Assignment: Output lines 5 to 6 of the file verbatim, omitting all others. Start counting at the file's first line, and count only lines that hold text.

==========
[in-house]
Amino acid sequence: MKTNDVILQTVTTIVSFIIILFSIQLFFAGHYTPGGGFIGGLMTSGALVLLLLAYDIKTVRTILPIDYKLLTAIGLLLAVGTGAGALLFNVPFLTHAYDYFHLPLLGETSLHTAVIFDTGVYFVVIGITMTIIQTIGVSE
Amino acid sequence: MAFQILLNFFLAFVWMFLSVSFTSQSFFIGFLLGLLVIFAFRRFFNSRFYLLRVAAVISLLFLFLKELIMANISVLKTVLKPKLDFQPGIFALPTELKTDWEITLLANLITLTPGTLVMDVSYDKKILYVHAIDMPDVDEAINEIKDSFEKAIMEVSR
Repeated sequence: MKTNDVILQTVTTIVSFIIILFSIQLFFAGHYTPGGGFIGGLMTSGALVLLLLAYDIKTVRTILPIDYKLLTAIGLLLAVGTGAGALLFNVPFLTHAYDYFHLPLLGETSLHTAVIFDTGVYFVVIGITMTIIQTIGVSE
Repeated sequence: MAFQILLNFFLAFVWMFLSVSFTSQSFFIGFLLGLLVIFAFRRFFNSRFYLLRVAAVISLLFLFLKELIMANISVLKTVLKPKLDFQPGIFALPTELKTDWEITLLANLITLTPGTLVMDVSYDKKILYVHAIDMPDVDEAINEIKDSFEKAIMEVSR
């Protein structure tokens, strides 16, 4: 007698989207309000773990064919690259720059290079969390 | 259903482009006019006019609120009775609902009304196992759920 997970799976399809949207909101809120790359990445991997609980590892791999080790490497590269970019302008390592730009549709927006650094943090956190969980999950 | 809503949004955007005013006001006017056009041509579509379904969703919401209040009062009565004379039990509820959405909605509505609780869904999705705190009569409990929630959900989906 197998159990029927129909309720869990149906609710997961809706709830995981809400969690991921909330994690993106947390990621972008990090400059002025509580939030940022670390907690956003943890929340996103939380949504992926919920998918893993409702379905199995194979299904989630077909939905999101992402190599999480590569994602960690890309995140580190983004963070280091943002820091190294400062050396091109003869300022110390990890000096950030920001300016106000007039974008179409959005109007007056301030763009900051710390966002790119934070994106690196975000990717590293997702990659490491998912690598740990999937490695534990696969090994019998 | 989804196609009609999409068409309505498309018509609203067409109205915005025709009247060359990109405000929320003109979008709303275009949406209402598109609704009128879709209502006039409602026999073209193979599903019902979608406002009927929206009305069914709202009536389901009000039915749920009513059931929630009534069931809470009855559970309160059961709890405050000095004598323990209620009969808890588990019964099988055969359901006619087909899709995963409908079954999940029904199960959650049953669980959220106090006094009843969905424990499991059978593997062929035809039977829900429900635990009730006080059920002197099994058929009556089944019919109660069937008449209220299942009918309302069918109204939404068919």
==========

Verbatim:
Repeated sequence: MAFQILLNFFLAFVWMFLSVSFTSQSFFIGFLLGLLVIFAFRRFFNSRFYLLRVAAVISLLFLFLKELIMANISVLKTVLKPKLDFQPGIFALPTELKTDWEITLLANLITLTPGTLVMDVSYDKKILYVHAIDMPDVDEAINEIKDSFEKAIMEVSR
């Protein structure tokens, strides 16, 4: 007698989207309000773990064919690259720059290079969390 | 259903482009006019006019609120009775609902009304196992759920 997970799976399809949207909101809120790359990445991997609980590892791999080790490497590269970019302008390592730009549709927006650094943090956190969980999950 | 809503949004955007005013006001006017056009041509579509379904969703919401209040009062009565004379039990509820959405909605509505609780869904999705705190009569409990929630959900989906 197998159990029927129909309720869990149906609710997961809706709830995981809400969690991921909330994690993106947390990621972008990090400059002025509580939030940022670390907690956003943890929340996103939380949504992926919920998918893993409702379905199995194979299904989630077909939905999101992402190599999480590569994602960690890309995140580190983004963070280091943002820091190294400062050396091109003869300022110390990890000096950030920001300016106000007039974008179409959005109007007056301030763009900051710390966002790119934070994106690196975000990717590293997702990659490491998912690598740990999937490695534990696969090994019998 | 989804196609009609999409068409309505498309018509609203067409109205915005025709009247060359990109405000929320003109979008709303275009949406209402598109609704009128879709209502006039409602026999073209193979599903019902979608406002009927929206009305069914709202009536389901009000039915749920009513059931929630009534069931809470009855559970309160059961709890405050000095004598323990209620009969808890588990019964099988055969359901006619087909899709995963409908079954999940029904199960959650049953669980959220106090006094009843969905424990499991059978593997062929035809039977829900429900635990009730006080059920002197099994058929009556089944019919109660069937008449209220299942009918309302069918109204939404068919």